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Edited by Peter Dauvergne
Chapter 10: The Comfortable Lie? Another Look at Natural Resource Scarcity and Armed Conflict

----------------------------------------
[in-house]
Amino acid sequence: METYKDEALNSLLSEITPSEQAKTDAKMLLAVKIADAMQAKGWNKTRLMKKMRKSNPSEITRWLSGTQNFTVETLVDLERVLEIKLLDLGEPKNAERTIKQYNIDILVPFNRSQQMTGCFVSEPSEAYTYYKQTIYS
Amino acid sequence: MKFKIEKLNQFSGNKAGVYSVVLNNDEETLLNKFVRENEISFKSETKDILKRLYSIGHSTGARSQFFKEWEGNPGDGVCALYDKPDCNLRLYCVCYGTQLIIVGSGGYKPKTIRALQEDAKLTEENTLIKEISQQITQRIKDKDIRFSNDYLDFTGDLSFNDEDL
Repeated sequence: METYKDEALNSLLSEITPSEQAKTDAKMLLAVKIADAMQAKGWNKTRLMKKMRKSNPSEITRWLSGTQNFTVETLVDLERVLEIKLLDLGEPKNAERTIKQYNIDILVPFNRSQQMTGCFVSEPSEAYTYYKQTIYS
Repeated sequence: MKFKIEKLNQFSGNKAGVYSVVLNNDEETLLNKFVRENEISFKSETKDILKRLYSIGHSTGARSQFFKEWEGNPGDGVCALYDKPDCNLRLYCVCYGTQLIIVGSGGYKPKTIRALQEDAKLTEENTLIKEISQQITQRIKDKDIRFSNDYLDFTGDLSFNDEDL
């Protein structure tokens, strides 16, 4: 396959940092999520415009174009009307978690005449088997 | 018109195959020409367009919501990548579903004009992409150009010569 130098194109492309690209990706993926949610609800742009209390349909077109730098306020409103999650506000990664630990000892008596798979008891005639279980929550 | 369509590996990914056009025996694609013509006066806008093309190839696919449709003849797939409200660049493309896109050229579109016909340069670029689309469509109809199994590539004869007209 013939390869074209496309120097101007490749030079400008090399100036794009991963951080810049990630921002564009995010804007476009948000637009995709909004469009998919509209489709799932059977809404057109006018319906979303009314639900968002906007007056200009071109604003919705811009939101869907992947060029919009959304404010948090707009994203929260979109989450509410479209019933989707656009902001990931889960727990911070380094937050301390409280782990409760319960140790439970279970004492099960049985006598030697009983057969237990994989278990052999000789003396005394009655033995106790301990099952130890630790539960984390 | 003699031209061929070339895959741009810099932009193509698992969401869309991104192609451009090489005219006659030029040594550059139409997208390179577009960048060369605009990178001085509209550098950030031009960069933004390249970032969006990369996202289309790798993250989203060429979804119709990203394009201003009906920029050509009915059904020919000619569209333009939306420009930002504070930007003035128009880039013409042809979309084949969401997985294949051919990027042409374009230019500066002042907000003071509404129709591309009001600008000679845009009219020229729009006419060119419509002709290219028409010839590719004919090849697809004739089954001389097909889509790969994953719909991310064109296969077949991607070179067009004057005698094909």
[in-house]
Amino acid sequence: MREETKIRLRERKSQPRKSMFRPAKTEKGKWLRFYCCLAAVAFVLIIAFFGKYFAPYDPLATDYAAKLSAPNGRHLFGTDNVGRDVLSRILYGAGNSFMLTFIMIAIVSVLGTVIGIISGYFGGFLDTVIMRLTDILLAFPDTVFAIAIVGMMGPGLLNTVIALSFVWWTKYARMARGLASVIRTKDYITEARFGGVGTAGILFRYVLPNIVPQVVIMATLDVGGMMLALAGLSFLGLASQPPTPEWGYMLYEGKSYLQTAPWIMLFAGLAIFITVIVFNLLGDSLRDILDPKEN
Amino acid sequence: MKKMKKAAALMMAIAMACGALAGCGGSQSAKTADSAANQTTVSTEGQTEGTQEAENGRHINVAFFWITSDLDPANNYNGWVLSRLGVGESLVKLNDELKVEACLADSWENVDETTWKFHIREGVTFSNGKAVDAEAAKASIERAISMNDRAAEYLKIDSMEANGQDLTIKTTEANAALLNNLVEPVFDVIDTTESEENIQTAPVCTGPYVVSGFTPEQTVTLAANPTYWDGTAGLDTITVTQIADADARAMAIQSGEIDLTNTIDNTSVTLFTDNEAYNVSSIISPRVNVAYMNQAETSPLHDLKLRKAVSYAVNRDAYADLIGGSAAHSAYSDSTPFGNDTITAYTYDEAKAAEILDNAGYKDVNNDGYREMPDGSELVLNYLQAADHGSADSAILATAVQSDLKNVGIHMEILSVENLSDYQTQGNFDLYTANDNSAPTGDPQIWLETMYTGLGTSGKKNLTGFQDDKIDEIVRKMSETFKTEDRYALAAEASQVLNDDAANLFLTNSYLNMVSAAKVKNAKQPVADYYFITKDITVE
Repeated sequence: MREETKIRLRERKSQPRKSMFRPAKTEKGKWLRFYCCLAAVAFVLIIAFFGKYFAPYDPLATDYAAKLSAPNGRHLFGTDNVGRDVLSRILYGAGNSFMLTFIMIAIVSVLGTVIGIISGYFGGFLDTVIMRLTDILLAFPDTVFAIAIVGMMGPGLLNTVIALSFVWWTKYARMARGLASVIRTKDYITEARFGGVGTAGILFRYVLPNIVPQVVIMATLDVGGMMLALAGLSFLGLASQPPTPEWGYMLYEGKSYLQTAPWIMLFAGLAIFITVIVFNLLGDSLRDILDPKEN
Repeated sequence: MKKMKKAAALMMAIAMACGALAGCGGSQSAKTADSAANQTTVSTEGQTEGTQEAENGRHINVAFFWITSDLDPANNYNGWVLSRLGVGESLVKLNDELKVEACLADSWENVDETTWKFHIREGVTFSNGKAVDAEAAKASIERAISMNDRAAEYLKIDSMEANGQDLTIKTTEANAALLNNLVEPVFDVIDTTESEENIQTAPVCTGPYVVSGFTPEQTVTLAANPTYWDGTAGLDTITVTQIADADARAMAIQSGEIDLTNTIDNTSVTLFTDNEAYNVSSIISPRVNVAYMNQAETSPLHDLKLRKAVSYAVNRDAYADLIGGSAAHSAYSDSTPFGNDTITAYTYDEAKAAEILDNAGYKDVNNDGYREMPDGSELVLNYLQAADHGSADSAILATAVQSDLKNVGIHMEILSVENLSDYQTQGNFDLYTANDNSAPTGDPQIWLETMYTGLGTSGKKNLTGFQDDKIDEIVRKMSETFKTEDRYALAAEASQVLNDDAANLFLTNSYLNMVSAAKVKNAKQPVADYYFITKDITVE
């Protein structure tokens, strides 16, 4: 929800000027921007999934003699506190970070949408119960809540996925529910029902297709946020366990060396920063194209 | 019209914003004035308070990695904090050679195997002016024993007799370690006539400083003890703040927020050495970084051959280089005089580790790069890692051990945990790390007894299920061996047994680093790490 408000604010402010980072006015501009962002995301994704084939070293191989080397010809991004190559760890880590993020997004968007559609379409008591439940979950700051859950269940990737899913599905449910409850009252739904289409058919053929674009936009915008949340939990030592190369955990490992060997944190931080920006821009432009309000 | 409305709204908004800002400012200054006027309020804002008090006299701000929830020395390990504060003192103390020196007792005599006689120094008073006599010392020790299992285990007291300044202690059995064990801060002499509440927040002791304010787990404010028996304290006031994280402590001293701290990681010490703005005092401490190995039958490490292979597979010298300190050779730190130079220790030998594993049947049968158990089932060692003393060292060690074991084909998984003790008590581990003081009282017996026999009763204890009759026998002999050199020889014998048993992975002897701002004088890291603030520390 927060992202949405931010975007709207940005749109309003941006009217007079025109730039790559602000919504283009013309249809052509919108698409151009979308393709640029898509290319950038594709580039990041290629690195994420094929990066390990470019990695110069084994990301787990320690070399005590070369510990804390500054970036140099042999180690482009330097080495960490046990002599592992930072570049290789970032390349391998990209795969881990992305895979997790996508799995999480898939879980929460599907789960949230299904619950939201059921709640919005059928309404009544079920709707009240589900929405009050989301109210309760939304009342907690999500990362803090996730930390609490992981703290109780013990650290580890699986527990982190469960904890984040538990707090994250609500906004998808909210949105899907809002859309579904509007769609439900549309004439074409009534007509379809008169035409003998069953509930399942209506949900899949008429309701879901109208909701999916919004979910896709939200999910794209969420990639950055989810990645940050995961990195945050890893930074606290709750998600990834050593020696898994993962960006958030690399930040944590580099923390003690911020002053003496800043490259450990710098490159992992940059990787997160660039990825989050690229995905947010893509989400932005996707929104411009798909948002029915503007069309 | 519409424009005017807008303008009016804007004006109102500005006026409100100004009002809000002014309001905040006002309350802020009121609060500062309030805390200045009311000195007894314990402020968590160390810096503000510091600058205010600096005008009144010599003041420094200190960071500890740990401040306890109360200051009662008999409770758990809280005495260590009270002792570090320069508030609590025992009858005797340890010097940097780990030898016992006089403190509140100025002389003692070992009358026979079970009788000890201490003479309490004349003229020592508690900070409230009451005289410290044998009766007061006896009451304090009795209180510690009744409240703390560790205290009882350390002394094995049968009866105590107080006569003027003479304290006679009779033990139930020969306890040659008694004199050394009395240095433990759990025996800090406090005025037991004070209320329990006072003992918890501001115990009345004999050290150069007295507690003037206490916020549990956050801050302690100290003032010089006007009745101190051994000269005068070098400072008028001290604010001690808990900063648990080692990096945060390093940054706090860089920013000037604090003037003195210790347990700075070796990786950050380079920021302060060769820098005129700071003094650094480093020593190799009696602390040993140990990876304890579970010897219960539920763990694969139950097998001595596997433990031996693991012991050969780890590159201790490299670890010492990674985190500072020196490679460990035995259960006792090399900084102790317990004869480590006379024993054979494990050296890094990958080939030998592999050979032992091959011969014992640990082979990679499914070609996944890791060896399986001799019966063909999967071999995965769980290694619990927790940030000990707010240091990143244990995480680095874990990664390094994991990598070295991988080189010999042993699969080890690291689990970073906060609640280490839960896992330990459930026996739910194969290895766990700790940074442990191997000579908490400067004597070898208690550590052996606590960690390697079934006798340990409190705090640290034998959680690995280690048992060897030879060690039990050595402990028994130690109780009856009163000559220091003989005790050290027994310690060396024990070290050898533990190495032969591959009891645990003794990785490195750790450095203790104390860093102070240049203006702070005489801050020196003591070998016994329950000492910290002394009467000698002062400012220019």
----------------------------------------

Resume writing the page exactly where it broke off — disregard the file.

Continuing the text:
10 The comfortable lie? Another look at natural resource scarcity and armed conflict Indra de Soysa The idea that increased demands on the natural environment lead to social breakdown is widely accepted. The former Secretary-General of the United Nations, Kofi Annan’s “High Level Panel on Threats, Challenges and Change” suggests very clearly that “[e]nvironmental stress, caused by large populations and shortages of land and other natural resources, can contribute to civil violence.”1 Successive reports by the Intergovernmental Panel on Climate Change (IPCC), the United Nations Environment Program (UNEP), and a high-level German Government Advisory Council report (WBGU) make very similar claims on what seem to be rather weak grounds.2 Several scholars also weigh in, providing both theoretical and empirical detail about how resource scarcity drives conflict.3 The relatively recent focus on climate change has certainly increased attention on resource degradation and scarcity as a security issue.4 The growing belief that climate change and increasing scarcities are a security challenge is reflected in the recent Nobel Peace Prizes awarded to Wangari Maathai, Albert Gore, and the IPCC.5 Gore also won an Oscar for his documentary An Inconvenient Truth which paints a dramatic picture of the security implications from global warming, such as mass influx of “climate refugees” from the South to the North. Contrary to these popularized beliefs, this chapter will demonstrate that the evidence for natural resource scarcities and armed violence is very scarce and the theory thin. The evidence for poverty and conflict to be part of...
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